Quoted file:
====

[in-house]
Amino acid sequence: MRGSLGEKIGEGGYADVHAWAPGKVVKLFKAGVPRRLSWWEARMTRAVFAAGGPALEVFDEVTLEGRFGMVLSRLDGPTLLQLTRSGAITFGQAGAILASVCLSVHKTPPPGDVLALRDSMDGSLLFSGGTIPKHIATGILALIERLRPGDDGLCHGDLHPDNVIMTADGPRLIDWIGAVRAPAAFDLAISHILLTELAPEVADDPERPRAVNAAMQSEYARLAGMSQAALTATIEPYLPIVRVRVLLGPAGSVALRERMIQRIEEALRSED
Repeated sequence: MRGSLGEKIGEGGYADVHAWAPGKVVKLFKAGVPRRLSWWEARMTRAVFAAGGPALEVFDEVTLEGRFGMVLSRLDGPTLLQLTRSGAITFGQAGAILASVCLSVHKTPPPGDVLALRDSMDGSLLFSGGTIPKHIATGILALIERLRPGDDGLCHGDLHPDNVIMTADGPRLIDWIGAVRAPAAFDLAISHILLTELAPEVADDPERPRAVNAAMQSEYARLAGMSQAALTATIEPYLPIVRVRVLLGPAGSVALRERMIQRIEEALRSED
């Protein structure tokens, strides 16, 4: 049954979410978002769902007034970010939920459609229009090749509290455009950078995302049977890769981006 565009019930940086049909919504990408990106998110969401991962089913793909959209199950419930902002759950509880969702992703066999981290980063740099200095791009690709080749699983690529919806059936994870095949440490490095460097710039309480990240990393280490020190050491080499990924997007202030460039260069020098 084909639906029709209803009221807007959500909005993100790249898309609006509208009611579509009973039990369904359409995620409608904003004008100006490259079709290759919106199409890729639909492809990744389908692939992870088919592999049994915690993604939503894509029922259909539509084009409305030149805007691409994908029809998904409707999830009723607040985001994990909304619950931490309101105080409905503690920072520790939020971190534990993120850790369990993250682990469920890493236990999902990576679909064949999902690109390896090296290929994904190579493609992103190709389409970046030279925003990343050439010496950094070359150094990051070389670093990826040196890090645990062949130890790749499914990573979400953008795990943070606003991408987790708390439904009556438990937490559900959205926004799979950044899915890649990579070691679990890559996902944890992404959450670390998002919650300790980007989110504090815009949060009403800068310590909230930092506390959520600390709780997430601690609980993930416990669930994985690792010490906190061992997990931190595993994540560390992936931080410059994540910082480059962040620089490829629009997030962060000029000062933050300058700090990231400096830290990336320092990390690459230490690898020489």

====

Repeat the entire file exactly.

[in-house]
Amino acid sequence: MRGSLGEKIGEGGYADVHAWAPGKVVKLFKAGVPRRLSWWEARMTRAVFAAGGPALEVFDEVTLEGRFGMVLSRLDGPTLLQLTRSGAITFGQAGAILASVCLSVHKTPPPGDVLALRDSMDGSLLFSGGTIPKHIATGILALIERLRPGDDGLCHGDLHPDNVIMTADGPRLIDWIGAVRAPAAFDLAISHILLTELAPEVADDPERPRAVNAAMQSEYARLAGMSQAALTATIEPYLPIVRVRVLLGPAGSVALRERMIQRIEEALRSED
Repeated sequence: MRGSLGEKIGEGGYADVHAWAPGKVVKLFKAGVPRRLSWWEARMTRAVFAAGGPALEVFDEVTLEGRFGMVLSRLDGPTLLQLTRSGAITFGQAGAILASVCLSVHKTPPPGDVLALRDSMDGSLLFSGGTIPKHIATGILALIERLRPGDDGLCHGDLHPDNVIMTADGPRLIDWIGAVRAPAAFDLAISHILLTELAPEVADDPERPRAVNAAMQSEYARLAGMSQAALTATIEPYLPIVRVRVLLGPAGSVALRERMIQRIEEALRSED
């Protein structure tokens, strides 16, 4: 049954979410978002769902007034970010939920459609229009090749509290455009950078995302049977890769981006 565009019930940086049909919504990408990106998110969401991962089913793909959209199950419930902002759950509880969702992703066999981290980063740099200095791009690709080749699983690529919806059936994870095949440490490095460097710039309480990240990393280490020190050491080499990924997007202030460039260069020098 084909639906029709209803009221807007959500909005993100790249898309609006509208009611579509009973039990369904359409995620409608904003004008100006490259079709290759919106199409890729639909492809990744389908692939992870088919592999049994915690993604939503894509029922259909539509084009409305030149805007691409994908029809998904409707999830009723607040985001994990909304619950931490309101105080409905503690920072520790939020971190534990993120850790369990993250682990469920890493236990999902990576679909064949999902690109390896090296290929994904190579493609992103190709389409970046030279925003990343050439010496950094070359150094990051070389670093990826040196890090645990062949130890790749499914990573979400953008795990943070606003991408987790708390439904009556438990937490559900959205926004799979950044899915890649990579070691679990890559996902944890992404959450670390998002919650300790980007989110504090815009949060009403800068310590909230930092506390959520600390709780997430601690609980993930416990669930994985690792010490906190061992997990931190595993994540560390992936931080410059994540910082480059962040620089490829629009997030962060000029000062933050300058700090990231400096830290990336320092990390690459230490690898020489």